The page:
Origins of Backgammon in History

It is always mentioned that backgammon is an ancient game. Just how ancient is it?

The earliest board game found related to backgammon and, therefore, thought to be its precursor was Senet. Also called Thirty Squares, it was a board game played in Egypt in 3500 BC. Several types of Senet boards have been unearthed, with 18, 30 or 36 squares arranged in three rows.

The oldest backgammon set, however, including a rectangular ebony board, 60 checker-like pieces and dice, were found near present-day Iran. They date back to 3000 BC, in what was then called Shahr-I Sokhta or the Burnt City.

In 2600 BC, the Sumerians of Ur in Mesopotamia played what is now dubbed the Royal Game of Ur after its discovery in the Sumerian Royal Tombs. Even more interesting is that some double-sided game boards were found with the Royal Game of Ur on one side and Senet on the other. This not unlike the multi-game boards we have today, with backgammon on one side and a chess/checkers board on the other.

In 1500 BC, the Egyptians and the Persians played a board game also very similar to backgammon. Board games and paintings of people playing the game have been found, dating back to that age.

In 8 AD, the Romans played a game called Ludus Duodecim Scriptorum or The Game of Twelve Lines, with many similarities to both Senet and backgammon. Its leather board had three rows with twelve points each. There were six points on each side of the bisecting bar. There were 15 ebony and 15 ivory markers and three dice.

Around 54 AD, the Romans were already enamored with Tabulae, an evolution of Ludus that brought the game even closer to backgammon. The board was reduced to 24 points, the checkers were moved in opposing directions and the goal was to be the first player to bear off all checkers. Both Tabulae and Ludus were spread by the Romans across Europe.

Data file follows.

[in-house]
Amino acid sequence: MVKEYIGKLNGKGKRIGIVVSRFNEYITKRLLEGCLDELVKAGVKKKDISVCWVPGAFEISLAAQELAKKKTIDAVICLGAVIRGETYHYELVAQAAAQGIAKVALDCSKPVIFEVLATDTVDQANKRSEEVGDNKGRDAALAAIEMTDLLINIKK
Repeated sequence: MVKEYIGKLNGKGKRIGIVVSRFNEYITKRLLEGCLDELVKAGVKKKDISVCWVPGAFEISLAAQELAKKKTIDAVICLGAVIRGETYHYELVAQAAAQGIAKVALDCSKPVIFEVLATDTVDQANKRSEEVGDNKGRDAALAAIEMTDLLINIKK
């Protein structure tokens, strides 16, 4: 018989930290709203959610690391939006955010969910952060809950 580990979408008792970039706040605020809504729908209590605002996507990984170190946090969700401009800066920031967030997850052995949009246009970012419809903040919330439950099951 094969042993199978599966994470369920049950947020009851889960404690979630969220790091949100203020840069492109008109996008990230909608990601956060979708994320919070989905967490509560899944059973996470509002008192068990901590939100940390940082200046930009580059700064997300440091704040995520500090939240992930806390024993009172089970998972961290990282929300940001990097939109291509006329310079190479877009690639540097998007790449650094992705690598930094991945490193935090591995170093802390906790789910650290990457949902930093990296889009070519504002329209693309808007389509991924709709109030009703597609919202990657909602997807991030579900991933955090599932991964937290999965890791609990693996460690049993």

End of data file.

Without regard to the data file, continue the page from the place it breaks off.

Around 300-500 AD, the Babylonian Talmud began mentioning a game called Nardschir or Takhteh Nard, meaning Battle on Wood. It would become known as Nard. Its board was similar to Tabulae but the pieces were already arranged in the same starting pattern as today's backgammon and two dice were used. Solo pieces were open to be hit and also had to re-enter the game.

It seems that versions of Ludus, Tabulae and Nard spread far and wide across Europe and the Orient. Italy had Tavola Reale and Spain had Tablas Reales, meaning Royal Tables. France had Jeux de Tables then Le Trictrac, and Germany had Puff. China had T'Shu-p'u and Japan had Sugoroku, both using round boards.

Finally, in 1645, the word backgammon was first recorded by James Howell in his Familiar Letters. It is believed to have been coined from the word "back" and "gamen" which was an English word of the time that meant play.

In the 1700s, backgammon reached America.In 1967, the first ever World Championship of Backgammon was held in Las Vegas, USA.

With contributions from various cultures and countries throughout the ages, the backgammon game we play today is truly a global heritage.